medwireNews: Differentiated thyroid cancer (DTC) is more likely to be metastatic in children than in young adults and is more likely to persist or recur, report researchers.
Nevertheless, the final outcomes in children were “excellent with no mortality and good response to therapeutic interventions”, say Ali Alzahrani (King Faisal Specialist Hospital & Research Centre-Riyadh, Saudi Arabia) and study co-authors.
The findings “reassure us about the long-term outcome of those patients when appropriate management approaches are implemented”, the team writes in Clinical Endocrinology. Current management is “largely empirical”, they note, because of the rarity of the condition.
Alzahrani et al compared 97 cases of paediatric DTC (up to age 20 years) with 213 that arose in adults aged between 20 and 45 years. They chose to study younger adults because those aged 45 years and older have a recognised increased mortality risk with DTC. “Therefore, it would seem inappropriate to lump all adults patients in one category when comparing DTC between adults and children.”
At presentation, paediatric patients had a significantly higher rate of extrathyroidal extension/invasion, at 53.3% versus 34.3% in adults, and higher rates of lymph node and distant metastasis, at 78.0% versus 55.7% and 16.5% versus 3.8%, respectively. But there were no significant differences in tumour subtype or multifocality between the age groups.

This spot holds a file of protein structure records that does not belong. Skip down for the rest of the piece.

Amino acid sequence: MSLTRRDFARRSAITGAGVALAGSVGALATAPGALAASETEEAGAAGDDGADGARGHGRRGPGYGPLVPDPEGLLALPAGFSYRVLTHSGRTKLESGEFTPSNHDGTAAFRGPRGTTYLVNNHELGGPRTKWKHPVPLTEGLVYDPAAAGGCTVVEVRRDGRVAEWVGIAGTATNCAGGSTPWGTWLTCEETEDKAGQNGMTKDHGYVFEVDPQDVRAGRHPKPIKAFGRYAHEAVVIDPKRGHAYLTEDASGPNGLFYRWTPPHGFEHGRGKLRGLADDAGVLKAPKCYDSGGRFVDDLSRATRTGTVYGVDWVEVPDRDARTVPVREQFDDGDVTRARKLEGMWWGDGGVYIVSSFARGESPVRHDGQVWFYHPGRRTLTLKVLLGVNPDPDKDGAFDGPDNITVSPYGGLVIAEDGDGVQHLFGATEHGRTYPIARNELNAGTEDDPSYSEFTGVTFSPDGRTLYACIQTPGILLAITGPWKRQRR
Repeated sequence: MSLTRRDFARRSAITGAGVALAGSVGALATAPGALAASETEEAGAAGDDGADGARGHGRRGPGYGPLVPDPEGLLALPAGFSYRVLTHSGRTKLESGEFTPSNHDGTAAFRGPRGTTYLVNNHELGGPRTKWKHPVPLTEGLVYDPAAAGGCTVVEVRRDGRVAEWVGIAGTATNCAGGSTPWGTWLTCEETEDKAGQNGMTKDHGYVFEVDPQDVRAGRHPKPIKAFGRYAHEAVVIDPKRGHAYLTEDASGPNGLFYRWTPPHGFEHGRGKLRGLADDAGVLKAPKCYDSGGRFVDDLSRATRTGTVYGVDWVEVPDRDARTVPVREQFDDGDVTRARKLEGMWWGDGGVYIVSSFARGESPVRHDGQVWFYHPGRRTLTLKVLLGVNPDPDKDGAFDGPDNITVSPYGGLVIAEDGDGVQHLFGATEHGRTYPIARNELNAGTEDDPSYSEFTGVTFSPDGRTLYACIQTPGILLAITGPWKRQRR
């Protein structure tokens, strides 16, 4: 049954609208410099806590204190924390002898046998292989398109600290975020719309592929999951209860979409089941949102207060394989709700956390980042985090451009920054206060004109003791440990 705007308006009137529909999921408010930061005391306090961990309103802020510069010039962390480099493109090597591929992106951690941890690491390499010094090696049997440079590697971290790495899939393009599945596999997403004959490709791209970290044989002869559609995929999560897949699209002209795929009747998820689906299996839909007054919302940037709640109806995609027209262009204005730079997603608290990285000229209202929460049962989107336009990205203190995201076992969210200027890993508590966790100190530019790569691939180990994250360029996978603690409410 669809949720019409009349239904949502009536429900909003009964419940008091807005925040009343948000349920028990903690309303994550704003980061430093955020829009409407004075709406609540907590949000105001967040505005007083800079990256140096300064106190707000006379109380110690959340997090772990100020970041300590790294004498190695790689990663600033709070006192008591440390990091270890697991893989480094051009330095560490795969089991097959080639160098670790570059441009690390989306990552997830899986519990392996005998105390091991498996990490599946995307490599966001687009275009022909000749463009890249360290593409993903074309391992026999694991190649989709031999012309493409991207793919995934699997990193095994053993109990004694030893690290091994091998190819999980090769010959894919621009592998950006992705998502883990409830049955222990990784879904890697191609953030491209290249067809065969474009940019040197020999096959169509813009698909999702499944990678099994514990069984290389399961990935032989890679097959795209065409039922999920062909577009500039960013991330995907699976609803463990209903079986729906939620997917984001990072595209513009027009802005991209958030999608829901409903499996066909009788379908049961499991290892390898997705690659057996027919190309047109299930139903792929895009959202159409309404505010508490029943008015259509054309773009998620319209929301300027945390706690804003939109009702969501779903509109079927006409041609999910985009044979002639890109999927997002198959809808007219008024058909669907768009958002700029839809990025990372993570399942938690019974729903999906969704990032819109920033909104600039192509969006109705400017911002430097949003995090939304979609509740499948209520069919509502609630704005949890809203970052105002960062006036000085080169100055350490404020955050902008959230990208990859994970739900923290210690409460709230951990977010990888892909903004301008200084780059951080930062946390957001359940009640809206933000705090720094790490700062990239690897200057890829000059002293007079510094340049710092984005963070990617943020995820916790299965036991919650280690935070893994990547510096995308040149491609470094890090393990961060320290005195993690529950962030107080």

Paediatric patients more often required additional interventions, with 60% having persistent disease, compared with 39% of the adult group, at the first follow-up after 6 to 12 months. This difference remained after accounting for treatment approach and was most notable over the first 5 years. By the end of follow-up persistent or recurrent disease was still somewhat higher in paediatric than adult patients, but not significantly so, with rates of 33.7% versus 28.5%.
But none of the paediatric patients died during an average 4.2 years of follow-up, suggesting that the additional interventions were effective. Three adult patients died during an average 5.3 years of follow-up, but not because of DTC.
The findings in the paediatric patients “imply the need for a more careful preoperative evaluation of the extent of the disease and a more meticulous surgical resection of thyroid gland and involved lymph nodes and [radioactive iodine] therapy for distant metastases”, conclude the researchers.
“They also suggest the need for more careful surveillance for persistent/recurrent disease, especially during the first 5 years after diagnosis.”
By Eleanor McDermid, Senior medwireNews Reporter
Clin Endocrinol 2015; Advance online publication
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